Wilson Ramos had a grip on the New York Mets from the moment he walked into their winter meetings suite in Las Vegas last week.
“It was his handshake,” new general manager Brodie Van Wagenen recalled Tuesday at the catcher’s introductory news conference. “As some of you may get to know, this guy has really big, strong, strong mitts here for hands.”
Ramos agreed to a $19 million, two-year contract, the fourth All-Star to join the Mets since Van Wagenen was hired in late October. New York acquired second baseman Robinson Cano and closer Edwin Diaz from Seattle and brought back former closer Jeurys Familia as a setup man.
“Internally, we would argue that we’re the favorites in the division right now,” Van Wagenen told the team’s SNY network.
Ramos commanded the room, according to Van Wagenen, when he met with the GM, manager Mickey Callaway and other New York executives. Ramos looked at home during the Citi Field news conference, wearing a sports shirt and sneakers as he slipped on a Mets jersey with his No. 40 — pitcher Jason Vargas agreed to switch to No. 44. Ramos maintained he has completely recovered from a tore right ACL in September 2016, which delayed his first game of the following season until late June.
“Right now I feel 100 percent,” he said. “I’ve been working really hard, training really good in Florida. That made me feel confident to work in every part of my body, not only my knee.”
Ramos has a lengthy injury history. His 2012 season ended May 12 when he tore the medial meniscus in his right knee while running after a passed ball. He went on the disabled list twice the following year after straining his left hamstring while running out a grounder. He broke the hamate bone in his left hand when hit by a foul tip on opening day in 2014, which sidelined him until May 7, then missed two weeks that June due to a strained right hamstring.
He tore his ACL in 2016 when he landed awkwardly while catching a throw. He missed another month last summer after straining his right hamstring while running on a grounder.
“We did a lot of research on his medical file,” Van Wagenen said. “We obviously did a physical examination of him, and we were able to get really good detailed video of some of his workouts that he was doing this offseason.”
Ramos’ arrival could lead New York to giving Travis d’Arnaud some time at first or third base or in left field. New York also may carry three catchers — Kevin Plawecki is out of options.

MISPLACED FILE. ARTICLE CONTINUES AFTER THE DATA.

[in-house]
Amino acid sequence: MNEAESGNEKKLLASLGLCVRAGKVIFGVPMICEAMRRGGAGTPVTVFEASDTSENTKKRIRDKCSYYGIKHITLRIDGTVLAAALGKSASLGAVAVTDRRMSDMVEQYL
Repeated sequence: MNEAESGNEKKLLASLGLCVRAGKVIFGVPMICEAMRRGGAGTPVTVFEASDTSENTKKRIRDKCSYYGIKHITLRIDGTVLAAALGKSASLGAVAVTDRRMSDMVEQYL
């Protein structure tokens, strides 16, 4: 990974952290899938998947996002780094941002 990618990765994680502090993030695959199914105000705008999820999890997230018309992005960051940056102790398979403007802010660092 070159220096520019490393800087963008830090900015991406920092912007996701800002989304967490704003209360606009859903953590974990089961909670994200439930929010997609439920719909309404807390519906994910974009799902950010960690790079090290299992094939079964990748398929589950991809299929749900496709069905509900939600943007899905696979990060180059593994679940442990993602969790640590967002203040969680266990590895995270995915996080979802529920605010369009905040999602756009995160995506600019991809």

Ramos’ deal includes a $2 million signing bonus payable next July 1, $6.25 million in 2019 and $9.25 million in 2020. The Mets have a $10 million option for 2021 with a $1.5 million buyout. Ramos would earn a $500,000 bonus in each season he has 100 starts at catcher.
New York was seeking offense from the right side of the plate in the absence of Yoenis Cespedes, expected to be sidelined for a significant part of the season while recovering from surgery on both heels. Van Wagenen called the 31-year-old Ramos a “guy that can keep us a little bit above water on that side of the plate until Cespedes comes back.”
Ramos hit .306 with 15 home runs and an .845 OPS last season for Tampa Bay and Philadelphia.
While back in his home nation of Venezuela, Ramos was kidnapped in November 2011 and rescued after two days. He sidestepped a question about whether he and his family needed special security.
“I feel comfortable living here in the States,” he said. “My family’s happy and I’m not putting too much attention on that because. … I want to concentrate on my game, on my job.”
Van Wagenen said New York still had the flexibility to add payroll. He made an effort to project confidence, reading from prepared remarks.
“We haven’t been shy and we haven’t been bashful,” he said. “And this action rather than our inaction should demonstrate to the fans that we say what we do and we do what we say.”
Notes: OF Brandon Nimmo attended the news conference. Nimmo, who was in New York for a meeting, said he wasn’t bothered by his name being mentioned as trade bait and didn’t call the Mets to inquire. “There’s so many scenarios that come up in the trade talks that it’s really hard to know what’s fact and what’s fiction,” he said.
Source: The Associated Press